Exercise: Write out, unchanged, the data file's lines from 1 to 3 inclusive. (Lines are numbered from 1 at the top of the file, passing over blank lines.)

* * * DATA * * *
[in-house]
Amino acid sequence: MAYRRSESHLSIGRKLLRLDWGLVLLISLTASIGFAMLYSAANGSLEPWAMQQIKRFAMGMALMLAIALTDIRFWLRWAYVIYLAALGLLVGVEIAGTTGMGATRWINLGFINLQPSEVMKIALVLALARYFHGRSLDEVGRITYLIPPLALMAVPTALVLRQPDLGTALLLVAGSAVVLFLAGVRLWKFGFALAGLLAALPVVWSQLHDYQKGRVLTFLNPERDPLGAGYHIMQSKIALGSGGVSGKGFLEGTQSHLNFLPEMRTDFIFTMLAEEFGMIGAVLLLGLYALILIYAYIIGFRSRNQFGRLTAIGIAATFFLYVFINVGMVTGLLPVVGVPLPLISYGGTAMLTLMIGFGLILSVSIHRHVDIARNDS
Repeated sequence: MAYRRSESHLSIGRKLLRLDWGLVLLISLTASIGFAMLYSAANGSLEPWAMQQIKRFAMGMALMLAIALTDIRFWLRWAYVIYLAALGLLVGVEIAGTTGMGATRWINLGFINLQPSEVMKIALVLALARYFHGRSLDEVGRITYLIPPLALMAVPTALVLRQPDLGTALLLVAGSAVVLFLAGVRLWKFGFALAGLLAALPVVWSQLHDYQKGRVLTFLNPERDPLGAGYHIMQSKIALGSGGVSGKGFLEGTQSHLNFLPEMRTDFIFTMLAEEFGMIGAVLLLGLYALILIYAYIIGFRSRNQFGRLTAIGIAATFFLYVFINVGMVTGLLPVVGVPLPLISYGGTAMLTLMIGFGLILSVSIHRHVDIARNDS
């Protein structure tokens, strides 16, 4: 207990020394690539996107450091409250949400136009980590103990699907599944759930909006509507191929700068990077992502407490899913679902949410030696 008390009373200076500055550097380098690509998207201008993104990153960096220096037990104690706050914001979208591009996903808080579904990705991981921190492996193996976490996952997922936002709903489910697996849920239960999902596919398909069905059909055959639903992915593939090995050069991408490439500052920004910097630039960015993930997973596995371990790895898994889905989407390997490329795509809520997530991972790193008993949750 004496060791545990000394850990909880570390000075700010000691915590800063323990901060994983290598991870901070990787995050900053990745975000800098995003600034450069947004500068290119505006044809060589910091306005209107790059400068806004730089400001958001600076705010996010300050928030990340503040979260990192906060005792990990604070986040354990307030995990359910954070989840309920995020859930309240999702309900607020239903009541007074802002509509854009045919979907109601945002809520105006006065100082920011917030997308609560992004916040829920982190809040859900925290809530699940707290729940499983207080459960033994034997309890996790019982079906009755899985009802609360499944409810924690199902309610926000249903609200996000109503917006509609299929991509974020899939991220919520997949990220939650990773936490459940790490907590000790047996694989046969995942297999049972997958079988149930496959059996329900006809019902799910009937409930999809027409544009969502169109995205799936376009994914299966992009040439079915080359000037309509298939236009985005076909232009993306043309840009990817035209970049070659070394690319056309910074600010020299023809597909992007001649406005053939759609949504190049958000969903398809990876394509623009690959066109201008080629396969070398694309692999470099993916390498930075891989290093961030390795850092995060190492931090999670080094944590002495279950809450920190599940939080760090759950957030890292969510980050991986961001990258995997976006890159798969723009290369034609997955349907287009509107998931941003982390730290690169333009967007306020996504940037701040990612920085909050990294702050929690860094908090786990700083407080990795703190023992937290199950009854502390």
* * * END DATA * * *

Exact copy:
[in-house]
Amino acid sequence: MAYRRSESHLSIGRKLLRLDWGLVLLISLTASIGFAMLYSAANGSLEPWAMQQIKRFAMGMALMLAIALTDIRFWLRWAYVIYLAALGLLVGVEIAGTTGMGATRWINLGFINLQPSEVMKIALVLALARYFHGRSLDEVGRITYLIPPLALMAVPTALVLRQPDLGTALLLVAGSAVVLFLAGVRLWKFGFALAGLLAALPVVWSQLHDYQKGRVLTFLNPERDPLGAGYHIMQSKIALGSGGVSGKGFLEGTQSHLNFLPEMRTDFIFTMLAEEFGMIGAVLLLGLYALILIYAYIIGFRSRNQFGRLTAIGIAATFFLYVFINVGMVTGLLPVVGVPLPLISYGGTAMLTLMIGFGLILSVSIHRHVDIARNDS
Repeated sequence: MAYRRSESHLSIGRKLLRLDWGLVLLISLTASIGFAMLYSAANGSLEPWAMQQIKRFAMGMALMLAIALTDIRFWLRWAYVIYLAALGLLVGVEIAGTTGMGATRWINLGFINLQPSEVMKIALVLALARYFHGRSLDEVGRITYLIPPLALMAVPTALVLRQPDLGTALLLVAGSAVVLFLAGVRLWKFGFALAGLLAALPVVWSQLHDYQKGRVLTFLNPERDPLGAGYHIMQSKIALGSGGVSGKGFLEGTQSHLNFLPEMRTDFIFTMLAEEFGMIGAVLLLGLYALILIYAYIIGFRSRNQFGRLTAIGIAATFFLYVFINVGMVTGLLPVVGVPLPLISYGGTAMLTLMIGFGLILSVSIHRHVDIARNDS